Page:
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County proposes reduced tax rate
Wilson County NewsAugust 28, 2013 | 2,969 views | 4 comments
The Wilson County Commissioners Court is proposing a decrease in the county’s property-tax rate, to 43.64 cents per $100 of appraised property value, 1.69 cents down from the present rate of 45.33 cents. Revenue from this ad valorem tax will support a budget of $18,483,822 to operate Wilson County during the 2014 fiscal year, according to a budget adopted by the Wilson County Commissioners Court at its Aug. 26 meeting.
According to the Wilson County Appraisal District, the average taxable value of a residence in Wilson County is $145,800. Therefore, the proposed rate would result in an average tax bill of $636.27 -- a decrease of $11.12 over last year, when the average residential property had a taxable value of $142,818.
According to County Auditor Verna Gorzell, the proposed rate includes 43.01 cents for maintenance and operations, with the remaining 0.63 cents being levied for debt service. This is a dramatic departure from last year’s 1.82-cent rate for debt service, due to the county having paid off the balance on bonds purchased to finance the 1996 construction of the Wilson County Criminal Justice Center.
The budget also includes a forecasted 20-percent increase in individual health-insurance premiums for all county employees, in addition to 5-percent across-the-board salary increases for all personnel except those working within the justice center. Gorzell said each jailer, sheriff’s deputy, and sheriff’s dispatcher will receive an increase of $3,000.
Gorzell said following an Aug. 22 special meeting -- that also included a budget workshop -- that she was unsure what basis the commissioners court used for arriving at the percentages by which to increase salaries. While the commissioners provided no supporting information either, Wilson County Pct. 2 Commissioner Paul Pfeil -- who has had a road and bridge department vacancy since March -- said the increase was necessary because the county is losing employees to oil and natural gas jobs created by the ongoing activities within the Eagle Ford shale.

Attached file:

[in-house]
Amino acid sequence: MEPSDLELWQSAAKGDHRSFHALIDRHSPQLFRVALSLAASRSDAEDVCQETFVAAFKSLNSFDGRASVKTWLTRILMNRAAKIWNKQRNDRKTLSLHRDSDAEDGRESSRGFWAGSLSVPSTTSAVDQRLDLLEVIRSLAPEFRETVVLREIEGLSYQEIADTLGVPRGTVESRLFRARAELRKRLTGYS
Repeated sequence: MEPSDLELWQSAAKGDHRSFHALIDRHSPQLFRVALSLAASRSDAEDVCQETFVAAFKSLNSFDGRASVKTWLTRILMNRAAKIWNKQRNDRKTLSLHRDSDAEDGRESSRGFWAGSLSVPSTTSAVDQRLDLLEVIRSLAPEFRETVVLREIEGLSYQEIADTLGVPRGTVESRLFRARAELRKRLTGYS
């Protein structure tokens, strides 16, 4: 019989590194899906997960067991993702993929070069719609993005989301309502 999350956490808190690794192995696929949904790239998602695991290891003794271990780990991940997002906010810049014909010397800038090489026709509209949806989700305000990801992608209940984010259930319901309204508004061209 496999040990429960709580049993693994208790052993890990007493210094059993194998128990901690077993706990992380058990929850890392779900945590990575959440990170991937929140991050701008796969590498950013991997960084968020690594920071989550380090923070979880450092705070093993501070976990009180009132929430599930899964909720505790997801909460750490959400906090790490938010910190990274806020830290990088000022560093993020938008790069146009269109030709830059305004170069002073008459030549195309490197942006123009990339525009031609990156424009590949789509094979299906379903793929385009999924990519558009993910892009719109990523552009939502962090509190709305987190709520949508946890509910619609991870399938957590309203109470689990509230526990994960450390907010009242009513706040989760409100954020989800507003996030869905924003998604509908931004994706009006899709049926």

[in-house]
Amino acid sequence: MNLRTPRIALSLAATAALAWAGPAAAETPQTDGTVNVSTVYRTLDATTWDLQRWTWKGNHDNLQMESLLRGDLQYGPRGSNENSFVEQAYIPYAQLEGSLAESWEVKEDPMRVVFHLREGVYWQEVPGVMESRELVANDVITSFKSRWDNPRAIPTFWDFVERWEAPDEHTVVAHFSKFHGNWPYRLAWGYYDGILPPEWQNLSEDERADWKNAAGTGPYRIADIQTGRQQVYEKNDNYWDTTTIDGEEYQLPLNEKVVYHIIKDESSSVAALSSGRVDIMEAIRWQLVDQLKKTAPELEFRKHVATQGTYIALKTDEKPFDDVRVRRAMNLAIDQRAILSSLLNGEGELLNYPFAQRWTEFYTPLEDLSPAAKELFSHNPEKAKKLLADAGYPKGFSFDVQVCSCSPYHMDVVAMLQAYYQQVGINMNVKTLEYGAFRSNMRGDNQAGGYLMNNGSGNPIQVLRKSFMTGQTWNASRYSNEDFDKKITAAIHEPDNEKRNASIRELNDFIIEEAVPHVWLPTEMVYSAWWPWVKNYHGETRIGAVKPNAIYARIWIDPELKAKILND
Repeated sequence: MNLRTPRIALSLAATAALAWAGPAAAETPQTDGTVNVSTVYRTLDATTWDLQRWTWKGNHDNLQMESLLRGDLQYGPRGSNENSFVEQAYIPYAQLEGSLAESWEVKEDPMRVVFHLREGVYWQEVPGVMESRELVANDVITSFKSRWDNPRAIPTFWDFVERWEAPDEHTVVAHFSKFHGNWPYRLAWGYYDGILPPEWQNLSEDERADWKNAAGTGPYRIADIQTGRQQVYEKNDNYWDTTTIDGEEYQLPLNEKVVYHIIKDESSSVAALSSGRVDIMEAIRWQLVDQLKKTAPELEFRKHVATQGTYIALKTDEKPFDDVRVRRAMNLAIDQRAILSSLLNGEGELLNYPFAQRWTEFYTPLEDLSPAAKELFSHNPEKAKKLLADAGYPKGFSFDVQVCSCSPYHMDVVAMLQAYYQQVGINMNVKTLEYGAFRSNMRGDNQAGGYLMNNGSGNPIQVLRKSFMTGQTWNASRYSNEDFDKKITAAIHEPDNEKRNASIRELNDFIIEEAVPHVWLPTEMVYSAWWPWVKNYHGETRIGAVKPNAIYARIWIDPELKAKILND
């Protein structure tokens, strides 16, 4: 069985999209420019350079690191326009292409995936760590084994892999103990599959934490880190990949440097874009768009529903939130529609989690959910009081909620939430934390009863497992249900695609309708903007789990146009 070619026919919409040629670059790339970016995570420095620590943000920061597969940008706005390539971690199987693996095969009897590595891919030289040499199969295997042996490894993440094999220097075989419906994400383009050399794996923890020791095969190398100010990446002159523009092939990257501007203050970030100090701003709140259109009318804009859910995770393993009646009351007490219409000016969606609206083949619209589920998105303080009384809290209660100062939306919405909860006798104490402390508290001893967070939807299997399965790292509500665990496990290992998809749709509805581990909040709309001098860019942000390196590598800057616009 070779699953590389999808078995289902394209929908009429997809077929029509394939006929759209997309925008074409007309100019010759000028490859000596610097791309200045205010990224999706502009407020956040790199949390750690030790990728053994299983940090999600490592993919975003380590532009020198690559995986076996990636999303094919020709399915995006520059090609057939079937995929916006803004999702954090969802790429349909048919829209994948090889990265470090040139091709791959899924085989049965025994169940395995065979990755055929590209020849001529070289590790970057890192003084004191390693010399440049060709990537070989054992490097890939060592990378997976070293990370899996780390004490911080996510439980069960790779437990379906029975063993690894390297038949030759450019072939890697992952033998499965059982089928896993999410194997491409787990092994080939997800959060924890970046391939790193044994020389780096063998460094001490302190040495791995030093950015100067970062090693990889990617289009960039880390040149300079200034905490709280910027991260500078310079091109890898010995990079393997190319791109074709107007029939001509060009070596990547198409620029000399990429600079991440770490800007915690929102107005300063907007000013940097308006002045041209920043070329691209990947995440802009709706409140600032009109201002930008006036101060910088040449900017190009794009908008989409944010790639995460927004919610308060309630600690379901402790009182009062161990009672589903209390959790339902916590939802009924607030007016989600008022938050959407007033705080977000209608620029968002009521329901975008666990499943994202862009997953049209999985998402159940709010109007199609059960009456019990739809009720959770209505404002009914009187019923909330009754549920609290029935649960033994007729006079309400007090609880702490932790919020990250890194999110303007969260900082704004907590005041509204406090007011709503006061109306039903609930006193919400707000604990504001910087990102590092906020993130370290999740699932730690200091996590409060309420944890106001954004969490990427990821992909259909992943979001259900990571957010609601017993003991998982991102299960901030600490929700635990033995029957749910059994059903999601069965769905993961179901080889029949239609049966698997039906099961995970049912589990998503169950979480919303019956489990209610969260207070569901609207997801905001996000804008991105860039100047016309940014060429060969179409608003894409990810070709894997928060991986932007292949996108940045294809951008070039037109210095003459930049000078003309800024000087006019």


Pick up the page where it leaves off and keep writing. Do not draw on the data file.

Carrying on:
“To me, the 5 percent, it don’t bring the employees up to what the oil field is making, but it keeps them here,” he said.
The budget and tax rate were key topics during a budget workshop held during the Aug. 22 special meeting. Also during that meeting, the commissioners met with architect Lyndsay Thorn of Thorn-Graves about the status of estimates for proposed renovations to the Wilson County Courthouse and the Wilson County Courthouse Annex III. Preliminary estimates now place the project’s grand total at $9,183,690, including:
•Justice Center Complex (renovations to the west wing of Annex III), $3.98 million
•Justice Center parking, $385,000
•Library (north wing of Annex III), without porches, $1.98 million
•Library porches, $187,000
•Courthouse interior, $915,057
•Courthouse exterior and foundation, $1,985,405.
The capital improvements are the subject of a special election set for Nov. 5, in which voters will be asked to weigh in on the county’s intention to issue up to $8.5 million in certificates of obligation. (See “Citizens succeed with petition on county debt,” Aug. 14.)
In attendance: Wilson County Judge Marvin Quinney and commissioners Albert Gamez Jr., Paul Pfeil, Ricky Morales and Larry Wiley; County Attorney Daynah Fallwell, County Clerk Eva Martinez, Sheriff Joe D. Tackitt Jr., County Auditor Verna Gorzell, Treasurer Jan Hartl, Assistant County Auditor Kristin Labus, Pct. 4 Justice of the Peace Richard “Dickie” Jackson, Library Director Nicki Stohr, Wilson County District Clerk Deborah Bryan, and Deputy District Clerk Sharon Scriven
See videos/story from Aug. 26 meeting: http://www.wilsoncountynews.com/article.php?id=53182
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August 31, 2013 12:29am
The Marcelina Muse
Dry Tank, TX
August 28, 2013 12:22pm
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